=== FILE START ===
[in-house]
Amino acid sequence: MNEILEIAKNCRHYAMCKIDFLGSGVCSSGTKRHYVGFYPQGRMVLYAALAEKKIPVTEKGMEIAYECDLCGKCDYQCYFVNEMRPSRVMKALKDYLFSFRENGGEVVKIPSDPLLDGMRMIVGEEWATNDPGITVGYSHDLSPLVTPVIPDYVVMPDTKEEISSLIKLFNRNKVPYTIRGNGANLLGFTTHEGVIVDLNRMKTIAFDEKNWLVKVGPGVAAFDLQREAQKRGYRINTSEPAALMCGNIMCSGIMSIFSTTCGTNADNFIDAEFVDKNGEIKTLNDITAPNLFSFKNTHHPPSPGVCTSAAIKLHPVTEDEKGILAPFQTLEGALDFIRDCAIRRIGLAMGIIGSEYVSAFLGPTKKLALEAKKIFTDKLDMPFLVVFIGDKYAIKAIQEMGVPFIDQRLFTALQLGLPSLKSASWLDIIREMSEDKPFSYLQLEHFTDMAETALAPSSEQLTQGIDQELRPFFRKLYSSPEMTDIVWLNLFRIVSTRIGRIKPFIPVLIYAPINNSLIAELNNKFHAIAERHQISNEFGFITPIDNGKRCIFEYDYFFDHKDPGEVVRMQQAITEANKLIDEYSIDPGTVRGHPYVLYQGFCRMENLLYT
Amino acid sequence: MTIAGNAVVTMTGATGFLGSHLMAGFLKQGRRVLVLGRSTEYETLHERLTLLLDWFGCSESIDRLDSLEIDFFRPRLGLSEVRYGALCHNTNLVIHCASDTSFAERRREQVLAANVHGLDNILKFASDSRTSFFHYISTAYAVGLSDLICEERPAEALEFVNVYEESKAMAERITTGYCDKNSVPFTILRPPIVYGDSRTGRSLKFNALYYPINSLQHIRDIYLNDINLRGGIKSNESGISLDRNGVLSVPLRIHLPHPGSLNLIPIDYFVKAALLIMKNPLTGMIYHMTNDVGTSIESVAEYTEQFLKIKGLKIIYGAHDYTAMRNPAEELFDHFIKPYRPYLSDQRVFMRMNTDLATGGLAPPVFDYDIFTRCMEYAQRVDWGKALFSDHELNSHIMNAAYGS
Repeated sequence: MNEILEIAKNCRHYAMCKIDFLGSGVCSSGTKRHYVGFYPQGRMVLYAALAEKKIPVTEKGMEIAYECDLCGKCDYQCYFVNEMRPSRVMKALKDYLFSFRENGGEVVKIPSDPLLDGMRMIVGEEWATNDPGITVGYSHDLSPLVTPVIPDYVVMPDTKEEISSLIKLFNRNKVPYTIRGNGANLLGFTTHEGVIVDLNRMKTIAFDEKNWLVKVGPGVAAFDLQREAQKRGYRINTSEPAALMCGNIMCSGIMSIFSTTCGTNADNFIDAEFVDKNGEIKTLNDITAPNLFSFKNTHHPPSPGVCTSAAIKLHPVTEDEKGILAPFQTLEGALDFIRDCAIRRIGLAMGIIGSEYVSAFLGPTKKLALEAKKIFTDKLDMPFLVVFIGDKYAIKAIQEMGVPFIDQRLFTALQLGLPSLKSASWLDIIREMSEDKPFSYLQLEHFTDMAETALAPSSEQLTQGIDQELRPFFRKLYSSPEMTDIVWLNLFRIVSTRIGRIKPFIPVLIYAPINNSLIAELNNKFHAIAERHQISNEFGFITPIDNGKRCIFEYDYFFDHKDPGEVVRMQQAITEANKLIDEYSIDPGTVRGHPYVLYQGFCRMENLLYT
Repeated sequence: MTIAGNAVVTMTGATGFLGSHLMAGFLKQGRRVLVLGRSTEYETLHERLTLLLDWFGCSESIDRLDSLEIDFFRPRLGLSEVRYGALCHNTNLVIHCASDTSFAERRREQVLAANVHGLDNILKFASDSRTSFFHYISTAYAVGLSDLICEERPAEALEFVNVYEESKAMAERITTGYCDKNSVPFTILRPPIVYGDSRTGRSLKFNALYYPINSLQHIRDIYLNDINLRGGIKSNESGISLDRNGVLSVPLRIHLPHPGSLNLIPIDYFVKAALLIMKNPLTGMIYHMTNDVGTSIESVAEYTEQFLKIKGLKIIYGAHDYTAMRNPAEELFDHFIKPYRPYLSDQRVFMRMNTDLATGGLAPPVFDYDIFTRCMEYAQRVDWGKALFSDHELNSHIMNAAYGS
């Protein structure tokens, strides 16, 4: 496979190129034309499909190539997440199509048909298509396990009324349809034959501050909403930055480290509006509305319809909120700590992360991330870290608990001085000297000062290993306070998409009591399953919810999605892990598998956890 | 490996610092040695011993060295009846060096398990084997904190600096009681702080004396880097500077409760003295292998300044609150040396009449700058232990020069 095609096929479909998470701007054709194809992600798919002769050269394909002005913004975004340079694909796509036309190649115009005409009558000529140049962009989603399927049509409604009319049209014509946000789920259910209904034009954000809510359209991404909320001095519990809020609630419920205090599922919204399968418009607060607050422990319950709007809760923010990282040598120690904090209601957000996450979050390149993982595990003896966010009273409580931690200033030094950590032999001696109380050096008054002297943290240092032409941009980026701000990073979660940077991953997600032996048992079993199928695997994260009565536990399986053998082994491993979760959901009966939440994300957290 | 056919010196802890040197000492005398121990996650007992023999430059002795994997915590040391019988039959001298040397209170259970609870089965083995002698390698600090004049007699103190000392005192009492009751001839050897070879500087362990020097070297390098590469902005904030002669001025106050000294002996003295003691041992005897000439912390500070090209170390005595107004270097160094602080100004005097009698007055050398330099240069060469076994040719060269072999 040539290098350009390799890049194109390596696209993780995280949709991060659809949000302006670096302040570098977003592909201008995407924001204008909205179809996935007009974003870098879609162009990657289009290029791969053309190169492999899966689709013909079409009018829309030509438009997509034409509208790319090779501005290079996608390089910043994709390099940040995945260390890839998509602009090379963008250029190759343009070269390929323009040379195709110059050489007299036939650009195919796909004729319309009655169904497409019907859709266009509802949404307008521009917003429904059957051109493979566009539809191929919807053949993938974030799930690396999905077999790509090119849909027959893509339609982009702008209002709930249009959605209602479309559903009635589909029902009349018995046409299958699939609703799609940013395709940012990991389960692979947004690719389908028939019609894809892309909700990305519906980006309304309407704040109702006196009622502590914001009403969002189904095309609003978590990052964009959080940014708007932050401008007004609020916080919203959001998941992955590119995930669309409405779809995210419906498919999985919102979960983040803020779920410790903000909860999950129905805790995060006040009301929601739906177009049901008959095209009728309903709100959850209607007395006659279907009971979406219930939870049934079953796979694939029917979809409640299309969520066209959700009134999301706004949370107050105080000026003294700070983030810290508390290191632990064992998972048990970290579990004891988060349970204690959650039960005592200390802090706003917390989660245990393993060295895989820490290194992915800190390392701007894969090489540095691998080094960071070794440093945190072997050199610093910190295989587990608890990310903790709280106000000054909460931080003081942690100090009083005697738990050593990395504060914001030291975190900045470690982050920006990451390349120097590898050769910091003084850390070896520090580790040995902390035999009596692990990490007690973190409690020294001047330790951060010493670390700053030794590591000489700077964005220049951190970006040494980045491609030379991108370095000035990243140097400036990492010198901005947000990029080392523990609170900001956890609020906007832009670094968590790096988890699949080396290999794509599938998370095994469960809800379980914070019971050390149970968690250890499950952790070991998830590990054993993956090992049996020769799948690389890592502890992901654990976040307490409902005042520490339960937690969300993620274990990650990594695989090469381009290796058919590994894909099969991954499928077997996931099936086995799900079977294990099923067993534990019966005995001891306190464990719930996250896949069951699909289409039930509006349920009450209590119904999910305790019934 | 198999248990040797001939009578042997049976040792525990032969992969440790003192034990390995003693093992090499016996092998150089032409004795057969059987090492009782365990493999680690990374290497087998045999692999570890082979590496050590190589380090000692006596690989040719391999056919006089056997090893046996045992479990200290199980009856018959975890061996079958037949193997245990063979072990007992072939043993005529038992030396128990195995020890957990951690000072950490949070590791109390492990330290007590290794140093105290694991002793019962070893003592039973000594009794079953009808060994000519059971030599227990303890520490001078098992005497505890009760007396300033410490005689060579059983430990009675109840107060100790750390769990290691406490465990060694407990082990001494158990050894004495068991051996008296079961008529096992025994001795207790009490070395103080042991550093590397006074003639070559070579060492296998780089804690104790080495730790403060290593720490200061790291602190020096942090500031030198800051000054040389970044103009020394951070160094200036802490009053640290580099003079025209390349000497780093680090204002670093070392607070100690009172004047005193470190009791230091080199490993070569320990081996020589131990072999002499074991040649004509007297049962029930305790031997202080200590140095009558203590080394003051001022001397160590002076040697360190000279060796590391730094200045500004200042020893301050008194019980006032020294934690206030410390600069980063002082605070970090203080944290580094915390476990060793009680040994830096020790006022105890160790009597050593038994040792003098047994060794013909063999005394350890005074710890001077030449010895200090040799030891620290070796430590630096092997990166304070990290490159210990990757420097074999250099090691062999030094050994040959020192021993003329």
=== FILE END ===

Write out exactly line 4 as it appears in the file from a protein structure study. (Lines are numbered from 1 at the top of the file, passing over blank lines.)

Repeated sequence: MNEILEIAKNCRHYAMCKIDFLGSGVCSSGTKRHYVGFYPQGRMVLYAALAEKKIPVTEKGMEIAYECDLCGKCDYQCYFVNEMRPSRVMKALKDYLFSFRENGGEVVKIPSDPLLDGMRMIVGEEWATNDPGITVGYSHDLSPLVTPVIPDYVVMPDTKEEISSLIKLFNRNKVPYTIRGNGANLLGFTTHEGVIVDLNRMKTIAFDEKNWLVKVGPGVAAFDLQREAQKRGYRINTSEPAALMCGNIMCSGIMSIFSTTCGTNADNFIDAEFVDKNGEIKTLNDITAPNLFSFKNTHHPPSPGVCTSAAIKLHPVTEDEKGILAPFQTLEGALDFIRDCAIRRIGLAMGIIGSEYVSAFLGPTKKLALEAKKIFTDKLDMPFLVVFIGDKYAIKAIQEMGVPFIDQRLFTALQLGLPSLKSASWLDIIREMSEDKPFSYLQLEHFTDMAETALAPSSEQLTQGIDQELRPFFRKLYSSPEMTDIVWLNLFRIVSTRIGRIKPFIPVLIYAPINNSLIAELNNKFHAIAERHQISNEFGFITPIDNGKRCIFEYDYFFDHKDPGEVVRMQQAITEANKLIDEYSIDPGTVRGHPYVLYQGFCRMENLLYT